Thursday, May 28, 2020

Problems with remote learning from the perspective of a NYC student and a NYC teacher

First, here is testimony from Joshua Applewhite, NYC high school student, at yesterday's City Council hearings, who said that because of remote learning, "I feel like a robot. As a matter of fact, I feel like this whole situation is handled like we’re robots and we’re not humans with different feelings and different circumstances and different situations.” 

More on the findings from these hearings here and here, including the fact that the city’s summer school plan for remote learning calls for only one counselor or social worker for every 1,045 students and only one teacher for 30 struggling students.

Below this video is a piece by Ronit Wrubel, a NYC teacher, who points out another big problem  with remote learning - it's difficult for teachers to see their students' eyes.


Exactly 10 years ago, in April of 2010, I wrote an essay called "Don't Forget The Eyes".
I had been teaching using a document camera where I projected images onto a pull-down screen and showed most of my lessons using slides, photos, and various worksheets that had been transferred onto clear acetate pages. I used colored write on/wipe off markers to share my teaching points. I found value in the interactivity of this ‘teaching tool’.
My document camera was positioned behind my class meeting area in order to properly project what we were learning. The children would look at the screen while listening to me. They'd raise their hands and crane their necks backwards to respond, then forwards to the screen, and on and on again. It became the new normal, but it never felt right to me. Something was missing.
I couldn't see their eyes.
I couldn't see their smiles. I couldn't see their 'aha moments'. I couldn't see a look of confusion. I couldn’t see a glimpse of humor. I couldn't see their body language or their glances towards each other. I couldn’t see sadness. I couldn’t see a twinkle.
I couldn't see their eyes.
I moved my document camera – I reverted to more time with chart paper and the chalkboard and I eventually got a SmartBoard for forward facing teaching.
I saw their eyes. And it was glorious.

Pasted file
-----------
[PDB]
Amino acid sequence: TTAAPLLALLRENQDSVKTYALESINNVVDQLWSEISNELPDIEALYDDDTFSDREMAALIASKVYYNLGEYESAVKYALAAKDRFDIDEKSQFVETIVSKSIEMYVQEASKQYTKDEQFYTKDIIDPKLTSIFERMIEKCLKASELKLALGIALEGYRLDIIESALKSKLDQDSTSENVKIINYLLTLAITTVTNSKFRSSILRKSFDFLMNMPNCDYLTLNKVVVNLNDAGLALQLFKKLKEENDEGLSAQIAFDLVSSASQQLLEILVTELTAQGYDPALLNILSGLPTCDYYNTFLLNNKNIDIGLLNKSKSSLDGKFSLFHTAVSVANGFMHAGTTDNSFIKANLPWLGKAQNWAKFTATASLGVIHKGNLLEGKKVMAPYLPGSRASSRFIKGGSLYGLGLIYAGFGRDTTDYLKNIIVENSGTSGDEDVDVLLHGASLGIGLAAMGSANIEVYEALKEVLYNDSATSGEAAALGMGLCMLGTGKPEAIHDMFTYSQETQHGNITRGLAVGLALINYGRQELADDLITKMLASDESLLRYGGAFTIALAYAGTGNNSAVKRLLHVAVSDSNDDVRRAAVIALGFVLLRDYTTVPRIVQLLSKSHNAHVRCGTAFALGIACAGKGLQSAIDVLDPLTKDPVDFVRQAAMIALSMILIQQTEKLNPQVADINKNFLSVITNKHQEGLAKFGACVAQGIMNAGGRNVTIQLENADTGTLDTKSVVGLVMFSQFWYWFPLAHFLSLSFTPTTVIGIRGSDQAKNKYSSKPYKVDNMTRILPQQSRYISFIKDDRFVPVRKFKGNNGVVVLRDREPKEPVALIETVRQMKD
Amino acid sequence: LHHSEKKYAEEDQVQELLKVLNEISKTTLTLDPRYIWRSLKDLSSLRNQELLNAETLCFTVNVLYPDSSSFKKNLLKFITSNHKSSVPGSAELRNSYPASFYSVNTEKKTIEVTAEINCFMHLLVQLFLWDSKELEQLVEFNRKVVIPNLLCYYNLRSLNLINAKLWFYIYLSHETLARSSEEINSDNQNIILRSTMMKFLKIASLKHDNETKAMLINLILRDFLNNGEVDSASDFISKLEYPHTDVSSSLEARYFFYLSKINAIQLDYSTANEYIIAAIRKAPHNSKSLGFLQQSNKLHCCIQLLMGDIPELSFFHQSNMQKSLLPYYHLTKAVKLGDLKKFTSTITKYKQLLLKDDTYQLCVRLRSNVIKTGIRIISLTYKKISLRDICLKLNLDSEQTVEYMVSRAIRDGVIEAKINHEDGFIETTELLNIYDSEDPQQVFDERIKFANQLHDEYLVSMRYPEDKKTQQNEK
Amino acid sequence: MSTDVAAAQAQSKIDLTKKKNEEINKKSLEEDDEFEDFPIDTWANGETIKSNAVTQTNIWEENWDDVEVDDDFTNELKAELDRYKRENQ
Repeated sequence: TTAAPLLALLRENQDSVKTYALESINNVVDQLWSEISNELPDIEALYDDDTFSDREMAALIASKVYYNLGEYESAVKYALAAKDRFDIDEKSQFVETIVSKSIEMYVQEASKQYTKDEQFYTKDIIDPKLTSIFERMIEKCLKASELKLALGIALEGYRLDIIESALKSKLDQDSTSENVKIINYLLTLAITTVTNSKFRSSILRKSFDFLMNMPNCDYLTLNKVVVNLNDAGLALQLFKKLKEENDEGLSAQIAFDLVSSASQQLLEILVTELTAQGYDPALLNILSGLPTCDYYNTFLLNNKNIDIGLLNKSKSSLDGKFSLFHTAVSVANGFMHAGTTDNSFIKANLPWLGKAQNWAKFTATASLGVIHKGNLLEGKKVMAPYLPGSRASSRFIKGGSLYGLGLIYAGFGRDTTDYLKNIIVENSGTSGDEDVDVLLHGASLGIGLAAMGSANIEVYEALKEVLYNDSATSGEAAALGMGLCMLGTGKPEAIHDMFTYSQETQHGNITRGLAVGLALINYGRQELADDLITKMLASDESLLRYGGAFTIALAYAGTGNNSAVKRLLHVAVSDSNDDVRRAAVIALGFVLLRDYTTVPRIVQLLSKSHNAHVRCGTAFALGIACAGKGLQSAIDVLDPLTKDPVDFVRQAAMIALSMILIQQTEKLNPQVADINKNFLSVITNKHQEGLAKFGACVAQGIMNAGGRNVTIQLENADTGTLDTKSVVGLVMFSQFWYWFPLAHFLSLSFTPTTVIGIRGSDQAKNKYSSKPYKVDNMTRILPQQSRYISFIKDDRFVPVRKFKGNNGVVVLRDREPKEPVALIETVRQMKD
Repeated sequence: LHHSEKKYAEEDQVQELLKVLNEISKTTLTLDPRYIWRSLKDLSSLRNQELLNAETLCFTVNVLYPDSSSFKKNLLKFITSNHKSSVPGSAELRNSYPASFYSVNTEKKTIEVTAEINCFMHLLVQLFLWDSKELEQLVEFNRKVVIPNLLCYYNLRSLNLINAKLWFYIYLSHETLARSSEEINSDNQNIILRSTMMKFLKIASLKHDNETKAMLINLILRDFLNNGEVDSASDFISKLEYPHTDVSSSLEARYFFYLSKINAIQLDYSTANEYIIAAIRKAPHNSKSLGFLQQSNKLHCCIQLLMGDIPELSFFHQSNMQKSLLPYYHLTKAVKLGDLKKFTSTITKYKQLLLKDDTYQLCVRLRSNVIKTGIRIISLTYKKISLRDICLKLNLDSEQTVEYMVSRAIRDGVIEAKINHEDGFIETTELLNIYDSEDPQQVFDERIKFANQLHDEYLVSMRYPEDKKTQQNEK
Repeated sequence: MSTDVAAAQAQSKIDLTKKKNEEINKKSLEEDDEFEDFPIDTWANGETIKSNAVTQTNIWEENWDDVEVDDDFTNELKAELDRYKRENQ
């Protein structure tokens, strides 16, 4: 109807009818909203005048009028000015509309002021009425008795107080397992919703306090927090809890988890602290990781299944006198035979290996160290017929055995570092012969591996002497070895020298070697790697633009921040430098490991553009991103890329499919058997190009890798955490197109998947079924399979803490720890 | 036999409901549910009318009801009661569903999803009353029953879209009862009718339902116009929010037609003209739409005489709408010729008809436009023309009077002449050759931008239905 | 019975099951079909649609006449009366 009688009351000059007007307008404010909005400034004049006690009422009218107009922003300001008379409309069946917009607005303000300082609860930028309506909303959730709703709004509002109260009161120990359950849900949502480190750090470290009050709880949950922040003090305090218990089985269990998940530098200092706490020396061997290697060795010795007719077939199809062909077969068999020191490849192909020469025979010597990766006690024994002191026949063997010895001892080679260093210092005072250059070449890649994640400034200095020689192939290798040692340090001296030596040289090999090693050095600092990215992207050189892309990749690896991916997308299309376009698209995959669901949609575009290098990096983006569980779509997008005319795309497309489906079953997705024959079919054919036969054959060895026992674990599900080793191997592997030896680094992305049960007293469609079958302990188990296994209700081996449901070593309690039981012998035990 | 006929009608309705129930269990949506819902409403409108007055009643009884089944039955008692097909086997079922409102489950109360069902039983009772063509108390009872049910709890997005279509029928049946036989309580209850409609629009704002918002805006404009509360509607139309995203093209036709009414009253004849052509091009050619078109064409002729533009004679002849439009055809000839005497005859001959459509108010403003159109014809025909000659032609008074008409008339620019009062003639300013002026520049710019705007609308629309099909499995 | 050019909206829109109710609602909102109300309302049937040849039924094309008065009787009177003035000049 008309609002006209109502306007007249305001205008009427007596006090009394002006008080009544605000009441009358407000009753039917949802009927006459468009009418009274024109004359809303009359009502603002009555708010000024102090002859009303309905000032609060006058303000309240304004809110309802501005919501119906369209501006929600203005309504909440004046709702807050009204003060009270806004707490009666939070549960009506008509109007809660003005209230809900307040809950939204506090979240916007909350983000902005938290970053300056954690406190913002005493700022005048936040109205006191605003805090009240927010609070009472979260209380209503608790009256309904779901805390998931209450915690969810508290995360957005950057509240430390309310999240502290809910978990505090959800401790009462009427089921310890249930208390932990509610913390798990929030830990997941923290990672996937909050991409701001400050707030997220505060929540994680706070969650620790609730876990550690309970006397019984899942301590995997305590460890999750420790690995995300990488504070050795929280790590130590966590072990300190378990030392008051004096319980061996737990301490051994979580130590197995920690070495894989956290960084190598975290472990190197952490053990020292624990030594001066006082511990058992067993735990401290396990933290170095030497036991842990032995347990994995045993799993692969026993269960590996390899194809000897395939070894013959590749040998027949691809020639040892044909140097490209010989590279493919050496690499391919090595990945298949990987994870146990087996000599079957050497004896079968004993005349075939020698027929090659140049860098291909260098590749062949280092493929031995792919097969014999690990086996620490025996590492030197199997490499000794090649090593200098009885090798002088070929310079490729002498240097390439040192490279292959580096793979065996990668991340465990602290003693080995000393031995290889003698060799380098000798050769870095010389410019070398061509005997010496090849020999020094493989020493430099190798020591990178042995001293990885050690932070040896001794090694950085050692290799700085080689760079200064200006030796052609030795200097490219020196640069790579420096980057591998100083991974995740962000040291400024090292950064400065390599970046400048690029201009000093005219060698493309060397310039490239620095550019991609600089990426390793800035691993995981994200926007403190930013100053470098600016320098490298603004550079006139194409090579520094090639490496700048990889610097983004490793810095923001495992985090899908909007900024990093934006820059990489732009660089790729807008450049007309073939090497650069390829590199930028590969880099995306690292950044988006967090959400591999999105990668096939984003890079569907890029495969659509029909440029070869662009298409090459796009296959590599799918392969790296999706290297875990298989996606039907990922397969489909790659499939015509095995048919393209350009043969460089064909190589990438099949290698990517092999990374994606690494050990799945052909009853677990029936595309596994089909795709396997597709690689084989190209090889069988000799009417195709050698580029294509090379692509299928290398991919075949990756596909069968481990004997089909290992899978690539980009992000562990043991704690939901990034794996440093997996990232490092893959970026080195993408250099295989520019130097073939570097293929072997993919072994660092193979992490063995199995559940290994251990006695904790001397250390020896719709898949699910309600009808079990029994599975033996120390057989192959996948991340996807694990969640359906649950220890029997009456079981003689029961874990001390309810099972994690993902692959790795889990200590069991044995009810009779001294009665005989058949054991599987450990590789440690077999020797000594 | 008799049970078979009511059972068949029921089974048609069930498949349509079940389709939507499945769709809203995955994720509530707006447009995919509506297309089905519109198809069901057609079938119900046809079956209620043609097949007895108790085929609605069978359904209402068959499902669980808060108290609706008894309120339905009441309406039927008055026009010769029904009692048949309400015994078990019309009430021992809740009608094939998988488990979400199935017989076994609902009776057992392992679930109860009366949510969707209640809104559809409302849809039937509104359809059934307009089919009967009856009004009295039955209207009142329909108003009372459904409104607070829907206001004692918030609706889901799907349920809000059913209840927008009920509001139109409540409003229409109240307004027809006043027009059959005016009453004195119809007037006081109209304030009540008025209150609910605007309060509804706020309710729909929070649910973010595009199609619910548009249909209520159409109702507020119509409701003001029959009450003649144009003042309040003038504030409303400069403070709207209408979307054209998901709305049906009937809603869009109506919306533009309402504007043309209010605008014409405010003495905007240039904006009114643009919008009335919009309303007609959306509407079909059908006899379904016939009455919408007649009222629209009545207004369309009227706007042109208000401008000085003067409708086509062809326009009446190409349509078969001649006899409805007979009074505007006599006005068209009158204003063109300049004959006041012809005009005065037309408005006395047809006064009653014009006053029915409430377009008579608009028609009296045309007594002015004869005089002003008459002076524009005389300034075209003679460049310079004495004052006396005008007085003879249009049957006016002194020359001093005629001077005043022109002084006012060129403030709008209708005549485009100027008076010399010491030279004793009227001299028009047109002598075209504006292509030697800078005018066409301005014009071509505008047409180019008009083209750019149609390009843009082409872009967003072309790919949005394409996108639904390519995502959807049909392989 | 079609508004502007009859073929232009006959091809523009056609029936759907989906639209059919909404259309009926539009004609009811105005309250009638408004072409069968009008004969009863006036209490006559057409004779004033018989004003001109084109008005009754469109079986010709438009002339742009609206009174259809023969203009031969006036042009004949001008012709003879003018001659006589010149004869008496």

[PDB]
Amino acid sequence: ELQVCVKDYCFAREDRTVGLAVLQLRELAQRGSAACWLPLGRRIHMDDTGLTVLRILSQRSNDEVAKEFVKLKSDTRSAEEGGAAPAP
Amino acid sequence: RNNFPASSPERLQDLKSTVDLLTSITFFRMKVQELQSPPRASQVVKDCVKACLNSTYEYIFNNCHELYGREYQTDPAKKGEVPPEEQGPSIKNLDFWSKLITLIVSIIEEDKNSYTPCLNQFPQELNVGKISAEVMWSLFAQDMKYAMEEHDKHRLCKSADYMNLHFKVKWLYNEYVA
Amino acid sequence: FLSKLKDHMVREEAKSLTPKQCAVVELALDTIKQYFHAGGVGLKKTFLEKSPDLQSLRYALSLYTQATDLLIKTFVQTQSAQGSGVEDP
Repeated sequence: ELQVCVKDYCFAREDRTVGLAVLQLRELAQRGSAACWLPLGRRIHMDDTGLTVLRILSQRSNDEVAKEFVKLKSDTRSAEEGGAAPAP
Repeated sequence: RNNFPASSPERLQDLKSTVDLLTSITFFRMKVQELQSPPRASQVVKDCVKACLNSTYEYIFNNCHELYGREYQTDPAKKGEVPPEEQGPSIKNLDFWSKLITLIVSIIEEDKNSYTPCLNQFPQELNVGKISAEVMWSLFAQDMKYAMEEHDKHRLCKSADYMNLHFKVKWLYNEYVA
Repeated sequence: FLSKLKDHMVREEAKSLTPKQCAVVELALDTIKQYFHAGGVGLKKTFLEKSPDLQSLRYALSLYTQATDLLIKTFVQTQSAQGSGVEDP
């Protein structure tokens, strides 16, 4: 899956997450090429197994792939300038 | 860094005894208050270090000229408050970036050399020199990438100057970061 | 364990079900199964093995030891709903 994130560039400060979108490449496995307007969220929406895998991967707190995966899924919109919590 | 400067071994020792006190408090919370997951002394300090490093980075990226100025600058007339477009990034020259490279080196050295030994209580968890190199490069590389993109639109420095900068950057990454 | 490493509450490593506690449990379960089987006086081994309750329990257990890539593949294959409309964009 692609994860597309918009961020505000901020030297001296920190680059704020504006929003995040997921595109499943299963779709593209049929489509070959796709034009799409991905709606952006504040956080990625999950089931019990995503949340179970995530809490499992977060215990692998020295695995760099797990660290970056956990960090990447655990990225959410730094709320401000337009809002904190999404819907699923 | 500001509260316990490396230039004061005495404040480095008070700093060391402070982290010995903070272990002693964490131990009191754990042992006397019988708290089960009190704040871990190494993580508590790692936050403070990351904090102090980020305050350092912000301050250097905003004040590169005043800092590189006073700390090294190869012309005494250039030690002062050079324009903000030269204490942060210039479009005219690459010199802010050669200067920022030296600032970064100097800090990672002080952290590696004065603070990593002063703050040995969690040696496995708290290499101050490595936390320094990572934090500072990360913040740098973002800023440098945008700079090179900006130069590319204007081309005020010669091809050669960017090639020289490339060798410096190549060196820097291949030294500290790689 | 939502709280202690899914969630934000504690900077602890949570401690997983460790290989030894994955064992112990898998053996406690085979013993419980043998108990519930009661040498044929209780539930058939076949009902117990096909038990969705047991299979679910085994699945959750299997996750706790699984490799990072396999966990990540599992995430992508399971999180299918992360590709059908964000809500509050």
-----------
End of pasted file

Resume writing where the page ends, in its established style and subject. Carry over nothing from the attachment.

Until now. Now there’s a new normal. Now I'm not in a classroom. And I won't be, possibly, for the rest of this school year. And the children are stuck at home. And they’re confused. And lonely. And bored. And scared. And their parents are faced with the difficult task of working from home, or not. And helping ‘homeschool’ their seven or eight year olds. Without the time or knowledge or tools. And I’m home using my computer, Google Classroom, and more than a dozen websites and platforms to teach my 26 second-graders. But it doesn’t feel right to me. Something is missing.
I can’t see their eyes.
I can’t see their smiles. I can’t see their ‘aha moments’. I can’t see confusion. I can’t see a glimpse of humor. I can’t see body language or interaction. I can’t see sadness. I can’t see a twinkle.
I can’t see their eyes.
We are living in the midst of global trauma. A pandemic, the likes of which hasn’t been seen in a century. There are no words to describe how sad this is for us all. For the lives lost, the lives impacted, the lives upended, the lives teetering on the edge. The steps being taken now are the right ones. We have to flatten the curve, stem the tide, keep safe until we know more and see more. We have to change the paradigm of teaching and learning. We have to and we are and we will.
I understand the decision to keep NYC schools closed for now. I understand that keeping children, parents, teachers and support staff healthy and safe is the proper choice. I understand that remote learning is the right way to continue. And I understand that I can find ways to ‘see’ my students using various online tools. But it’s not the same.
I’ll be there for my students in all the ways I can. I’ll work with my colleagues and my administration and a plethora of online platforms. I’ll devote endless hours to finding the best ways to use technology so I can make the rest of this school year exciting, engaging, and academically rewarding. I’ll attend to their emotions as well as their skills. \
I’ll keep making videos, and screencasts, and slideshows and documents and parent emails and updates and at home projects and online searches. And I’ll schedule live sessions with my class. I’ll keep the learning going. I’ll keep the class community together in all the ways possible. I’ll still be their teacher and they’ll still be my students. But it’s not the same.
I miss their eyes.

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